A likely definitive exploration of the director’s distinguished career—of great interest to budding filmmakers and film...

SIDNEY LUMET

A LIFE

A well-grounded biography of the American director’s expansive career.

Throughout a prolific career, Sidney Lumet (1924-2011) emerged as one of the most acclaimed directors of his time, recognized for his accomplishments in theater, TV, and, especially, film (Twelve Angry Men, Dog Day Afternoon, Network, etc.). In this first significant biography of Lumet, Spiegel (Literature and Film/Columbia Univ.; co-author: The Breast Book: An Intimate and Curious History, 2002, etc.) offers a comprehensive study of this multifaceted filmmaker, thoughtfully examining the creative and personal forces that influenced his work. The author traces his early years as a child actor performing in Yiddish theater at age 5 through his work on Broadway as a teenager and his enlistment in the Army during World War II. After the war, Lumet’s interest quickly shifted from acting to directing for the theater. In the early days of TV, he firmly hit his stride, mastering the quickly evolving technical craft of directing for live TV, which included directing diverse groups of actors while remaining mindfully efficient with tight schedules and budgets. These skills would benefit his later work on film. Spiegel comfortably weaves elements of Lumet’s personal life into her narrative, touching on his complex relationship with his father, Baruch, also a theater actor in his day; his four marriages (Gloria Vanderbilt was his second wife); two children; and his expansive network of show business friends. Yet the author shines brightest in her illumination of Lumet’s skills as a director. Beyond offering knowledgeable film summaries, she deftly examines the technical artistry he brought to each project. “Sidney never stopped experimenting,” writes Spiegel. “He was constantly working with new actors, new equipment, new genres, and new techniques. Throughout his career he drew upon his earlier experiences in radio, theater, television, and film to expand beyond his comfort zones and break new ground as both an artist and a citizen.”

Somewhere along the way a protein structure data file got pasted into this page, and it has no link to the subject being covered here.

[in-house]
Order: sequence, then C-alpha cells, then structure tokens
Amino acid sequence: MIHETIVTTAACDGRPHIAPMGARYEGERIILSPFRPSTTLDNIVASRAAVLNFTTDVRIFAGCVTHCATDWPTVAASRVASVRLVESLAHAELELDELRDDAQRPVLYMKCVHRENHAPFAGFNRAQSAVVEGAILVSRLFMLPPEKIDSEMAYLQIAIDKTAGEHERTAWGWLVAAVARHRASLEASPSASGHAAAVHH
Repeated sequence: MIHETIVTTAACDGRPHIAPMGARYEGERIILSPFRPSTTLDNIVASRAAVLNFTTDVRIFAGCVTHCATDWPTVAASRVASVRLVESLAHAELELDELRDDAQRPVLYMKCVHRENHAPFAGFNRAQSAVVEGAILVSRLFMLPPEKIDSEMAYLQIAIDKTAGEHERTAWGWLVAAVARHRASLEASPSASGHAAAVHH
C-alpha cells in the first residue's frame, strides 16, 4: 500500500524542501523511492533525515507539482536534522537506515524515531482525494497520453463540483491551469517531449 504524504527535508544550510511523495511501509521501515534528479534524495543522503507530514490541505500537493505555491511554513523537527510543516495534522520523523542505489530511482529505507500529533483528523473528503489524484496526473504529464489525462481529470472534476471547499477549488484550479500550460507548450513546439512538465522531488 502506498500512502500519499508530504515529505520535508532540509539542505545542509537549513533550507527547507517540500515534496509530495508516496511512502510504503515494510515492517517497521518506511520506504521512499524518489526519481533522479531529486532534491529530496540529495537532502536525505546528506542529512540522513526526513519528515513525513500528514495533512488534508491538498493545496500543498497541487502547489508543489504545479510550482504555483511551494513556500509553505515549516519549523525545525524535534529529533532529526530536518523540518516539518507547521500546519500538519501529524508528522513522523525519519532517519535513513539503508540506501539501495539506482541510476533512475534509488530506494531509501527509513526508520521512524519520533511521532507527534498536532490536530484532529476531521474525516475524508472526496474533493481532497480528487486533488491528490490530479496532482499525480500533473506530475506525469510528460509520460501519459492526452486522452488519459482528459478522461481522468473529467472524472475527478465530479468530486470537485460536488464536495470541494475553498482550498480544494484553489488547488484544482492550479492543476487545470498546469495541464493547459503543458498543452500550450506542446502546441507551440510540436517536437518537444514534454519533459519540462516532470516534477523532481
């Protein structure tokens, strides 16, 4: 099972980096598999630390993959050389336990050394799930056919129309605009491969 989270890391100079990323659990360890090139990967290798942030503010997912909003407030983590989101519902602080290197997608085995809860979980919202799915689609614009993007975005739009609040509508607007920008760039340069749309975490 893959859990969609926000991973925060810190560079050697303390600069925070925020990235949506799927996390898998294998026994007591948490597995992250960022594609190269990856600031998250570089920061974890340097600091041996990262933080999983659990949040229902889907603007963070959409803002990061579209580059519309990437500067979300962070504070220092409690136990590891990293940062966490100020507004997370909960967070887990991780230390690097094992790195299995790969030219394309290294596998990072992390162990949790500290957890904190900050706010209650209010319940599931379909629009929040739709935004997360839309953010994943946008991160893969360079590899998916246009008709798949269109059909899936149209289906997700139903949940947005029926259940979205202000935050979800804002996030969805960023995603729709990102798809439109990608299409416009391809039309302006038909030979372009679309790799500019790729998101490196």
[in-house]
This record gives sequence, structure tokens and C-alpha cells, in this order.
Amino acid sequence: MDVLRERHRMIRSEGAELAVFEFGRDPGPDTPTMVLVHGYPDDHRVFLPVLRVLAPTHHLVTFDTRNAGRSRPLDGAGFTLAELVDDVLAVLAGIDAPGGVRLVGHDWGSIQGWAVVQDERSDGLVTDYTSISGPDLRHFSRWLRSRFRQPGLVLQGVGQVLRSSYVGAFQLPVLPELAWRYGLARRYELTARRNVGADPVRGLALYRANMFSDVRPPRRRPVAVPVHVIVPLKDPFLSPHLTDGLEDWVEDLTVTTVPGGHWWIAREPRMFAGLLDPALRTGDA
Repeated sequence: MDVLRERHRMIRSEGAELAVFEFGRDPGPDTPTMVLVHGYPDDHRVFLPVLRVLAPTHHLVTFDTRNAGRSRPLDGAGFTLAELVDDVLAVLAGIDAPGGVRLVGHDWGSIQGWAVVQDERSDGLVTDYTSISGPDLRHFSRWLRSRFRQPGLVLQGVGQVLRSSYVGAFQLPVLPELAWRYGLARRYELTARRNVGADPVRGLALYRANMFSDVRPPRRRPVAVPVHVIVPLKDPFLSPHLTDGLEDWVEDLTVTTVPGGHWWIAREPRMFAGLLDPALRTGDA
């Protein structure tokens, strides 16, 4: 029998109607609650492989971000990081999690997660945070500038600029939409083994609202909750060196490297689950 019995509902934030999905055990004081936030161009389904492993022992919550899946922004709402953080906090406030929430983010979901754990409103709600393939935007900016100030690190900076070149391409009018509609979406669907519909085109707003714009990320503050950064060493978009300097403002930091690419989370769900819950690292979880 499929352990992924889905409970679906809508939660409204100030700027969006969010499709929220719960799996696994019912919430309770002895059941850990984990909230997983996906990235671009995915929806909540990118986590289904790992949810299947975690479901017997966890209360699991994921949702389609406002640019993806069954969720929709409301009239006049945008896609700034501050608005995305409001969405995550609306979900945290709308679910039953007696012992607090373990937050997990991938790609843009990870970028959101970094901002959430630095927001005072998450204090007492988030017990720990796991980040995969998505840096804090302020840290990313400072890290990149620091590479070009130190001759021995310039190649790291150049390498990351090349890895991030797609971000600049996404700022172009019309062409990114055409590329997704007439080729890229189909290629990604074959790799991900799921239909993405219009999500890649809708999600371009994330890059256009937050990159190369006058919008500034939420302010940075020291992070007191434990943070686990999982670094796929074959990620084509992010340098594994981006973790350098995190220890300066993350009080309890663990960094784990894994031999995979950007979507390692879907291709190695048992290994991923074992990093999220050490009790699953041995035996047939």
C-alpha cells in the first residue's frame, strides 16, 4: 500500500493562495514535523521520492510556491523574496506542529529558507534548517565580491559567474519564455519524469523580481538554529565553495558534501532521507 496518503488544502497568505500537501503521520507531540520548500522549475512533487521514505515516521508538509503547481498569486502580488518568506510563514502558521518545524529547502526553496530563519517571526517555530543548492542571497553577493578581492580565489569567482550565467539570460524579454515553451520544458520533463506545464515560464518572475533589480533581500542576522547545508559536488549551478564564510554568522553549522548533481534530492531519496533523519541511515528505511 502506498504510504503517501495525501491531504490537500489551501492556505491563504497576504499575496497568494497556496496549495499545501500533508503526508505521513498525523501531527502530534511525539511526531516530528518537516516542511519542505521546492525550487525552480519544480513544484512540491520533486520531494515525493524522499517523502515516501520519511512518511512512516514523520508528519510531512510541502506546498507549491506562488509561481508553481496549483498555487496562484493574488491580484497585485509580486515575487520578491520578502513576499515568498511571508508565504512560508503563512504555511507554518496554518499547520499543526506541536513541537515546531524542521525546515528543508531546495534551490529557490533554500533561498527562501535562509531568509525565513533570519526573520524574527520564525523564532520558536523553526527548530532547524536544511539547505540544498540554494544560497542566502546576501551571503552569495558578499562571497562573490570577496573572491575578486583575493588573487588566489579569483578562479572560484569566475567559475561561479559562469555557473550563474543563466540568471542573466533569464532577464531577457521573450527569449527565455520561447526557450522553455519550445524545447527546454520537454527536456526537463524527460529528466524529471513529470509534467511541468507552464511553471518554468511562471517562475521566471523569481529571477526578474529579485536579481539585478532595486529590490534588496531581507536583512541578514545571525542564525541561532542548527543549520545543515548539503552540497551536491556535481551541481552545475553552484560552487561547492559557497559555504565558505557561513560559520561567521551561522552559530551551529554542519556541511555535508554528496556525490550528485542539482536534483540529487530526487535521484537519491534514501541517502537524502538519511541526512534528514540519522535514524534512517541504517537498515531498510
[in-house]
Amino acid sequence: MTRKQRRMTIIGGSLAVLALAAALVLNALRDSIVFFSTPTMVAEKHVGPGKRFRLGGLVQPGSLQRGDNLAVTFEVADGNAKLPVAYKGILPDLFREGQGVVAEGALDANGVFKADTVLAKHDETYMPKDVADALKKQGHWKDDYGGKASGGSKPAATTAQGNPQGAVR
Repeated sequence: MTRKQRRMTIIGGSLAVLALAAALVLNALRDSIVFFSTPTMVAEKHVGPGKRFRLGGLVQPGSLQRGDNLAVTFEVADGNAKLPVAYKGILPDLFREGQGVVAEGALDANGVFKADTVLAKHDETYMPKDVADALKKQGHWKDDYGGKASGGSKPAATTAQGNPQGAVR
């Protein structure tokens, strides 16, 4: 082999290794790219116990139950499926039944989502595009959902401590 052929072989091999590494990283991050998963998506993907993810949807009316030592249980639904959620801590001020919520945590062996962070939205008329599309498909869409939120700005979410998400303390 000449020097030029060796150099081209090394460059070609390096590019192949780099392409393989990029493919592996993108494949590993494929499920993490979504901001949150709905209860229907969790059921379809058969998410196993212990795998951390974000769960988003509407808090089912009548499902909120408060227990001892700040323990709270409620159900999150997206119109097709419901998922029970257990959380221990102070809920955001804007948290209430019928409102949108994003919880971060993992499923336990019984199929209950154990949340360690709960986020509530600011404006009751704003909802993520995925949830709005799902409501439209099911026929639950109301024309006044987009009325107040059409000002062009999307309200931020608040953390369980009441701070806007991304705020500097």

A likely definitive exploration of the director’s distinguished career—of great interest to budding filmmakers and film enthusiasts.

Pub Date: Dec. 10, 2019

ISBN: 978-1-250-03015-3

Page Count: 400

Publisher: St. Martin's

Review Posted Online: Oct. 14, 2019

Kirkus Reviews Issue: Nov. 1, 2019

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If the authors are serious, this is a silly, distasteful book. If they are not, it’s a brilliant satire.

THE 48 LAWS OF POWER

The authors have created a sort of anti-Book of Virtues in this encyclopedic compendium of the ways and means of power.